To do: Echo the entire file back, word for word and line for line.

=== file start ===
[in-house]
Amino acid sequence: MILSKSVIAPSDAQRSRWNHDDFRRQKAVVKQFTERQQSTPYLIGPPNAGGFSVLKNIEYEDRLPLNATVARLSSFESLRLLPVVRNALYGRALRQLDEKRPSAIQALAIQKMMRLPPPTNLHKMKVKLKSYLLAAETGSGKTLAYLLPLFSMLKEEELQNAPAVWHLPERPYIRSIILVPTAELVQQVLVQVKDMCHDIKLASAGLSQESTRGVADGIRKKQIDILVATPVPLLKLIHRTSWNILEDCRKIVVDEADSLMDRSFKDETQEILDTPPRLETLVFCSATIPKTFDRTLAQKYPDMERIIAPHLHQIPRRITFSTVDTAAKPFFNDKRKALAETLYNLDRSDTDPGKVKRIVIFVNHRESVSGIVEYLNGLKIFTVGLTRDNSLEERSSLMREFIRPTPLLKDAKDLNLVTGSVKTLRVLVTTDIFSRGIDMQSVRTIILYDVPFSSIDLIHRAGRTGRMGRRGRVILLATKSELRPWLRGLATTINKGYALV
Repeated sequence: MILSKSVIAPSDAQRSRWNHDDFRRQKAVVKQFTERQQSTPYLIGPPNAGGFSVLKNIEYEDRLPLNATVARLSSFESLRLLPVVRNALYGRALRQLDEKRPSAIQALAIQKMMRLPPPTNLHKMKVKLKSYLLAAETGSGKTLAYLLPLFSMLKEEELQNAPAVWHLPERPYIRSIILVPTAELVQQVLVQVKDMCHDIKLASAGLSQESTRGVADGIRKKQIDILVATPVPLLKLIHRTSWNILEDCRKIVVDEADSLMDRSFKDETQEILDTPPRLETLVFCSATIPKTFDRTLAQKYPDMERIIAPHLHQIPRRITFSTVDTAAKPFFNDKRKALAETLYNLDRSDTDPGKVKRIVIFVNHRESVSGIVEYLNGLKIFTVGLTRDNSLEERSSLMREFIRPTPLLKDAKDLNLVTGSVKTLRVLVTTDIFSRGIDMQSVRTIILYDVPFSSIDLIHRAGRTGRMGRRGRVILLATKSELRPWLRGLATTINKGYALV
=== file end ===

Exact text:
[in-house]
Amino acid sequence: MILSKSVIAPSDAQRSRWNHDDFRRQKAVVKQFTERQQSTPYLIGPPNAGGFSVLKNIEYEDRLPLNATVARLSSFESLRLLPVVRNALYGRALRQLDEKRPSAIQALAIQKMMRLPPPTNLHKMKVKLKSYLLAAETGSGKTLAYLLPLFSMLKEEELQNAPAVWHLPERPYIRSIILVPTAELVQQVLVQVKDMCHDIKLASAGLSQESTRGVADGIRKKQIDILVATPVPLLKLIHRTSWNILEDCRKIVVDEADSLMDRSFKDETQEILDTPPRLETLVFCSATIPKTFDRTLAQKYPDMERIIAPHLHQIPRRITFSTVDTAAKPFFNDKRKALAETLYNLDRSDTDPGKVKRIVIFVNHRESVSGIVEYLNGLKIFTVGLTRDNSLEERSSLMREFIRPTPLLKDAKDLNLVTGSVKTLRVLVTTDIFSRGIDMQSVRTIILYDVPFSSIDLIHRAGRTGRMGRRGRVILLATKSELRPWLRGLATTINKGYALV
Repeated sequence: MILSKSVIAPSDAQRSRWNHDDFRRQKAVVKQFTERQQSTPYLIGPPNAGGFSVLKNIEYEDRLPLNATVARLSSFESLRLLPVVRNALYGRALRQLDEKRPSAIQALAIQKMMRLPPPTNLHKMKVKLKSYLLAAETGSGKTLAYLLPLFSMLKEEELQNAPAVWHLPERPYIRSIILVPTAELVQQVLVQVKDMCHDIKLASAGLSQESTRGVADGIRKKQIDILVATPVPLLKLIHRTSWNILEDCRKIVVDEADSLMDRSFKDETQEILDTPPRLETLVFCSATIPKTFDRTLAQKYPDMERIIAPHLHQIPRRITFSTVDTAAKPFFNDKRKALAETLYNLDRSDTDPGKVKRIVIFVNHRESVSGIVEYLNGLKIFTVGLTRDNSLEERSSLMREFIRPTPLLKDAKDLNLVTGSVKTLRVLVTTDIFSRGIDMQSVRTIILYDVPFSSIDLIHRAGRTGRMGRRGRVILLATKSELRPWLRGLATTINKGYALV